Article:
Magazine article American Forests

On the Last of 9 Lives

Magazine article American Forests

On the Last of 9 Lives

Article excerpt

The Siberian tiger has almost vanished from the Russian far East. To survive, it needs habitat-and that means trees.

Today we will see tiger tracks." It was the second of our six days in the Russian Far East touring the site of our most unique Global ReLeaf International project--reforesting habitat for endangered Siberian, or Amur, tiger. Our partner, Sergei Ganzei, deputy director of the Pacific Institute of Geography of the Russian Academy of Sciences, said, "Wait. He will bring." And in walked a grinning forester with a plaster of Paris tiger track made by a one-and-a-halfyear-old tiger.

It wasn't the same as seeing actual paw prints in the wild, but it was still exhilarating. The paw was about the size of my hand, and I imagined that foot silently padding through the forest in search of a meal. And this tiger wasn't even full-grown.

It was May and I was in the city of Vladivostok with Rick Crouse, our senior vice president for marketing, and Zane Smith, a field representative for AMERICAN FORESTS with extensive experience working in Russia. We had traveled for two days to reach this city on Russia's eastern coast near the Sea of Japan, eager to see for ourselves the last phase of planting of native Korean pines that will provide habitat for the big cat whose paw print I had just touched.

We also wanted to cooperatively determine opportunities for future plantings. Because tigers are a common sight in large zoos, it is easy to forget just how few of them are left in the wild. A century ago some 100,000 tigers roamed throughout Asia; now somewhere between 4,600 and 7,700 survive. Ninety-five percent of the population disappeared over the course of seven generations. Of the eight known subspecies, three--the Bali, Caspian, and Javan--were extinct by 1979. Five remain--Bengal (or Indian), Indochinese, Siberian, South China, and Sumatran.

There are only about 450 Siberian tigers left in the wild, but some experts believe that, because of the opportunities that exist for expanding its habitat, it is the subspecies with the best chance of surviving long into this new century. Most of those tigers are in the Russian Far East, where hunting was banned in 1947.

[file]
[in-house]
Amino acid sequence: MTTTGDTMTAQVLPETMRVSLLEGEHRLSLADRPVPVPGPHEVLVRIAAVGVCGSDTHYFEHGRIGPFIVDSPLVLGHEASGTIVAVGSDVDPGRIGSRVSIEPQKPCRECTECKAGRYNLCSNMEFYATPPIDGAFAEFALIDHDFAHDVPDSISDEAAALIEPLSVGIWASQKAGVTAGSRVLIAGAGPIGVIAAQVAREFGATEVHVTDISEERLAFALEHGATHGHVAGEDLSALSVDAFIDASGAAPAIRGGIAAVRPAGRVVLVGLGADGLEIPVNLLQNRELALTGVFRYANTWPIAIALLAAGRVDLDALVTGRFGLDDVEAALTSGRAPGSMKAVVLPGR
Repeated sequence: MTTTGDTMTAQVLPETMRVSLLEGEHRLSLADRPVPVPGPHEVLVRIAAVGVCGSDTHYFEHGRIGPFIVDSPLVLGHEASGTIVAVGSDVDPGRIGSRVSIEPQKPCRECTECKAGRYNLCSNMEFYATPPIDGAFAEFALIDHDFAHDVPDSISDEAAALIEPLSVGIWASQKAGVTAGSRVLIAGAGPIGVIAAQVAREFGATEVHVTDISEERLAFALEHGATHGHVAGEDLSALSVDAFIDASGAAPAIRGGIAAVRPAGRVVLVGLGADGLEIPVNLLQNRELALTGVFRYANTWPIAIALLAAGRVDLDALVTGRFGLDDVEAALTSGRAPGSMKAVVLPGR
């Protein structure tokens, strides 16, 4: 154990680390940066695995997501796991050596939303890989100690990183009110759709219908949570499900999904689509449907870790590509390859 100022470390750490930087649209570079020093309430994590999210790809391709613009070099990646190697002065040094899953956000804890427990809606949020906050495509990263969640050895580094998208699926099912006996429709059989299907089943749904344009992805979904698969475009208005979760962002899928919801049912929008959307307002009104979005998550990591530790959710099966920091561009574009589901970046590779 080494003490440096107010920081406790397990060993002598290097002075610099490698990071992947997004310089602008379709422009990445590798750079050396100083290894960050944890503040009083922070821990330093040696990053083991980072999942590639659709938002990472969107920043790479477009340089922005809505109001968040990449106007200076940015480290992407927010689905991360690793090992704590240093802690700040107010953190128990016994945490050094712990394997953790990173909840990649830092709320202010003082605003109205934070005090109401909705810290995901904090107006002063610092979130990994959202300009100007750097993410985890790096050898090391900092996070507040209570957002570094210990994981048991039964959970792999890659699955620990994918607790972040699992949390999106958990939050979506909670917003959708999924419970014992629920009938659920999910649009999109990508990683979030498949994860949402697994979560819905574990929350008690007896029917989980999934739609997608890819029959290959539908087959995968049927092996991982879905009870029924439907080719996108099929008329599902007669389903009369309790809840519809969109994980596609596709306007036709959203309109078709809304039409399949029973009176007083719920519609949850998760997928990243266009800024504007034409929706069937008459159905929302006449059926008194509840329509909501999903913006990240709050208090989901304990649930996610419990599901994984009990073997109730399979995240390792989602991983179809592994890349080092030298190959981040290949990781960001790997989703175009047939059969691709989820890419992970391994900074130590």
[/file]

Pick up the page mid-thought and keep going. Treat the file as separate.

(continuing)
Tigers have disappeared from Bali, South Korea, south-central China, Mongolia, and near Russia's Lake Baikal, each time for the same reasons: poaching for tiger parts; prey (rabbits, wild boars, spotted deer, and elk) lost to hunters; and habitat lost to logging, agriculture, fire, mining, and war.

The situation for the Siberian tiger in Russia is grave--you need 500 members of a species for it to he considered genetically viable, and the Siberian hovers at or below that mark. Planting trees to expand reserves and create corridors between protected tiger reserves is one tangible way to help them survive and multiply.


While others study population and trends, AMERICAN FORESTS is the only group doing extensive habitat improvement. We're doubly proud of our contribution, because it supports both the tiger and the local economy. By providing grants for tree planting, we're giving economic opportunities both to our partners and to the people they contract to do site prep and planting.

Our project began with a call to our Russian partner, the Far Eastern Branch of the Pacific Institute of Geography, Russian Academy of Sciences. Zane spent long months in consultation with our partners before the 300,000 Korean pines were planted. Together with the Primorsky Krai Department of Forestry, suitable planting sites were identified and prepared and the seedlings grown to be planted in four areas where tigers are known to live.

The tree of choice: native Korean pine, which produces a nut similar to pinon pine that is coveted both by tiger prey and by nearby villagers. Nuts are produced annually, but every five to seven years the tree yields a bumper crop. …

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